The Bob Marshall Wilderness in Montana, the rugged backdrop for the sportsmen shown on the preceding pages, is a monument to the extravagance of nature's imagination. Within its borders lie almost a million acres of virgin forest. Out of the dense pine valleys, limestone mountains rise to more than 8,000 feet, backing upward toward sheer cliffs that leap another 1,000 feet to form the awesome barrier of the Continental Divide. Not a single road cuts through the woods and mountains to disturb an abundance of wildlife that is unequaled elsewhere in the United States.
Yet this ageless wilderness is open to everyone. It is part of the vast natural inheritance that a few farsighted conservationists saved and protected for a leisure-conscious nation. One of the leaders of the wilderness crusade was the late Bob Marshall, who spearheaded a movement that in two decades has grown to include 80 wilderness areas in which more than 20 million recreation-hungry Americans have rediscovered the outdoors.
A year after Marshall's death in 1939, three primitive areas, situated in the Lewis and Clark and Flathead national forests in northwest Montana, were consolidated into one great hunting ground and named the Bob Marshall Wilderness. It is the most beautiful and at the same time one of the least known and least visited of the wildernesses. Each year only 500 sportsmen pack in during the hunting season. This year I was fortunate to make the trip, and one thing was immediately apparent: hunters in the Bob Marshall are a very special breed. Most of them come from out of state. Many travel 1,000 miles or more, but they all share one thing in common. They are quality hunters seeking quality hunting.
"That's a distinctive part of this Wilderness," says Robert F. Cooney, Chief of Game Management for the Montana Fish and Game Commission. "Sportsmen who seek out the Bob Marshall want the highest level of hunting experience; the pursuit of an animal in the wildest range of its habitat under conditions most difficult for the hunter and most advantageous for the quarry. They want to engage in a competition between man and nature as primitive as the area itself. This kind of competition demands a particularly pure sportsman, a hunter who does not care if he leaves the Wilderness empty-handed, because the hunt and not the bag is his primary goal."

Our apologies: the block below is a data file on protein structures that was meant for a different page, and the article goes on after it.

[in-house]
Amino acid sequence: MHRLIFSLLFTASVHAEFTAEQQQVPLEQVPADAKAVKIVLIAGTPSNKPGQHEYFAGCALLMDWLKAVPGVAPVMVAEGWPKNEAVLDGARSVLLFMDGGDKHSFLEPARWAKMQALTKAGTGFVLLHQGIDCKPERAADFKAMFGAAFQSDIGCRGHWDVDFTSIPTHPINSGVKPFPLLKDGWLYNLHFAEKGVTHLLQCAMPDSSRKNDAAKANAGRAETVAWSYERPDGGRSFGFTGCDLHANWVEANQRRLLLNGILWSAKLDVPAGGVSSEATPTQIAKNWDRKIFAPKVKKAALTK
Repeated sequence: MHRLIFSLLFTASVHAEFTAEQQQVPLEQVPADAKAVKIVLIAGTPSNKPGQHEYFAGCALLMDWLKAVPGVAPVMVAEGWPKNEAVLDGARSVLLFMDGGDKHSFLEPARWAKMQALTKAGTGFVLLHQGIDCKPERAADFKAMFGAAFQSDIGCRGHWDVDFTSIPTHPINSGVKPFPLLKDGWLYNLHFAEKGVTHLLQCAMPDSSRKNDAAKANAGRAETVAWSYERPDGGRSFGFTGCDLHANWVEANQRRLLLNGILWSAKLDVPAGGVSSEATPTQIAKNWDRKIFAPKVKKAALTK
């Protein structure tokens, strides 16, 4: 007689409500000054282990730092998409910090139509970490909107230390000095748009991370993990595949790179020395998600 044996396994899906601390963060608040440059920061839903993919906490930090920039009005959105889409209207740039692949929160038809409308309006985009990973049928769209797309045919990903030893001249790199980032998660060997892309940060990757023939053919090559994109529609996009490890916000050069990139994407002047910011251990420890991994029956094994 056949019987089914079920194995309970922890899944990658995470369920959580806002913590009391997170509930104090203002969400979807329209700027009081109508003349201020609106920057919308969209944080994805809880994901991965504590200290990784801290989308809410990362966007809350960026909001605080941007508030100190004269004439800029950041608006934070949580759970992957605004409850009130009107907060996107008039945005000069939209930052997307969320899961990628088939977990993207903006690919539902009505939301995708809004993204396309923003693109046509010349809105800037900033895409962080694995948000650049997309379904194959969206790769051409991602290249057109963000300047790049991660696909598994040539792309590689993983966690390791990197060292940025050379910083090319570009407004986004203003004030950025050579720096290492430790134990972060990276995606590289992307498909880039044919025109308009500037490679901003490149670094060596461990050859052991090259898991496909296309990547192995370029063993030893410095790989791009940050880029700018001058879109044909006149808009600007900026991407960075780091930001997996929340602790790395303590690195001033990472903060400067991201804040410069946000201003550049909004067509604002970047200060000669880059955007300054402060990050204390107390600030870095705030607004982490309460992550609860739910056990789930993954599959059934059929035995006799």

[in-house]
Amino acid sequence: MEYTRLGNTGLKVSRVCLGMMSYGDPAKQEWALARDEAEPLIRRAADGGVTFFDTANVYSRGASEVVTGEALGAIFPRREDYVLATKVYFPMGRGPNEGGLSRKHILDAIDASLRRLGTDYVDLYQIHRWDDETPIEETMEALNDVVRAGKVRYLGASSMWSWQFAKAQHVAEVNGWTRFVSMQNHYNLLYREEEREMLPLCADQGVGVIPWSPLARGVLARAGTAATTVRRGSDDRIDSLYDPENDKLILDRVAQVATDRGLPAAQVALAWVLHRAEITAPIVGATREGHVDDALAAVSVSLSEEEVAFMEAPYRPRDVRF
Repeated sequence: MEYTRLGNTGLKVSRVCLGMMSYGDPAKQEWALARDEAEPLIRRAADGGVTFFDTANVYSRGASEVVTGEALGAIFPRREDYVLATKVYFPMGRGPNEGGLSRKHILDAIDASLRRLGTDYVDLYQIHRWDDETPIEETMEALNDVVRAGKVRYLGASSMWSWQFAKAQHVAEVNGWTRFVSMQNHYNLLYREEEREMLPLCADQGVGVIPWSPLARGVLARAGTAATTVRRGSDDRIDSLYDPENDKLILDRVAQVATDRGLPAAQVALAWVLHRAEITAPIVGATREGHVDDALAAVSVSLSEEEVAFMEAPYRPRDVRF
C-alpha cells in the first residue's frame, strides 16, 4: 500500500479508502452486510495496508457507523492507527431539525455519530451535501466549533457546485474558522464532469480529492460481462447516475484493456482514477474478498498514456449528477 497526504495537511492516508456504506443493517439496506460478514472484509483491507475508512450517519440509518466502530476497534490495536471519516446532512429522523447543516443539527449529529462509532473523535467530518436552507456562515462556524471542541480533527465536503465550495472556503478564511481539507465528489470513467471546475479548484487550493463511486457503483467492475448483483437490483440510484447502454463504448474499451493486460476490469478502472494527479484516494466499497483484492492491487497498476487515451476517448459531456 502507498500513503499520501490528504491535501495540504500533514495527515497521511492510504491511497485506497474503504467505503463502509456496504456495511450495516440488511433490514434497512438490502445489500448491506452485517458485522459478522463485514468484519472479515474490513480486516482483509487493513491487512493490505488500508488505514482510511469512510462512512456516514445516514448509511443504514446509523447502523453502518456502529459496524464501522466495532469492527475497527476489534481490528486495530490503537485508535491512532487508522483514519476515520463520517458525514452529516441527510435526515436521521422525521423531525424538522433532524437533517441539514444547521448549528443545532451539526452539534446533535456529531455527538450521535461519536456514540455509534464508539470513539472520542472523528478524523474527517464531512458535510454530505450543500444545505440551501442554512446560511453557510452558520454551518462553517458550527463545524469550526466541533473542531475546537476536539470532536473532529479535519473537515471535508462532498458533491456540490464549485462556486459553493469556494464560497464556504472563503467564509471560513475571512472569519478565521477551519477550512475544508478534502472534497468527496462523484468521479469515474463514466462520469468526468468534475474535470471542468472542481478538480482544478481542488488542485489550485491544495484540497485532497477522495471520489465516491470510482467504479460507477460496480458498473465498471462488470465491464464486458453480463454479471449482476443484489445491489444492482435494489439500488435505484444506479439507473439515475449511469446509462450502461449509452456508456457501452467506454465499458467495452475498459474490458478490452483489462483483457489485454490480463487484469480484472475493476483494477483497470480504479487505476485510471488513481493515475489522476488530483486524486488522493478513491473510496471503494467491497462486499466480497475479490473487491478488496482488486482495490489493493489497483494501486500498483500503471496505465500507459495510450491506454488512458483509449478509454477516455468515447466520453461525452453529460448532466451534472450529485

Because the Wilderness is roadless, and will always be if the combined vigilance of the Forest Service, the Montana Game Commission and the Wilderness Society has anything to do with it, a hunter going into the Bob Marshall faces a six-or eight-hour ride on horseback, or, harder still, a hike of several days. The 1,500 miles of narrow trails (see map) are marked, but in some areas only at intervals of several miles. Although maintained and cleared each summer by Forest Service crews, they are rugged, mountainous paths which wind through dense forests, over jutting shale cliffs, across fast-moving streams and through canyons and rock-slides. They are difficult and sometimes treacherous.
A number of Forest Service guard cabins and mountain lookouts are located strategically throughout the area, but these exist solely as fire-control measures, are often unmanned, and never for use of the hunter. Nor is the Bob Marshall a park where the trail leads eventually to a lean-to and kindling stacked against a fireplace. The trail leads only to other mountains and other canyons, each as barren of man-made improvements as the last.
In this wild country the grizzly bear roams one of its last remaining haunts. There are a few in Wyoming and Idaho, but the largest concentration of grizzly bears in the world is in the Bob Marshall Wilderness.
The nation's second largest elk herds are also here, sharing their habitat with mule deer and whitetails, black bears and moose. On the sheer cliffs of the Chinese Wall, where for one stretch of 22 miles the great barrier of the Continental Divide towers 1,000 feet above the surrounding country, mountain goats pick their way among massive boulders and sun themselves on unscalable ledges. Rocky Mountain sheep move stealthily above the timber line. Blue grouse whirl out of brambly clumps, and loons call somberly across Big Salmon Lake. Along darkened crevasses, long, sleek mountain lions pursue their nightly paths.
The hunter, regardless of experience, who tackles this kind of country alone or without a first-class guide takes a needless and foolish risk. There are at least two dozen fine guides and outfitters scattered around the edges of the hunting ground. They provide riding and pack animals, and all basic camping equipment for a week or 10-day hunt. Customarily, they furnish at least one guide for every two hunters. The usual outfit consists of a sleeping tent for two to four people; a dining tent, like the one shown crowded with relaxing hunters on page 70, which doubles as a bar and recreation room; portable wood-burning stoves; canned and dried provisions; materials for packing and salting trophies; and medical supplies for almost anything from a hangnail to appendicitis. Some outfitters even have facilities at their home lodges for entertaining wives and children who cannot or don't want to pack into the Wilderness.
Generally the hunter is expected to bring his own sleeping bag, since bedding is usually a matter of personal preference.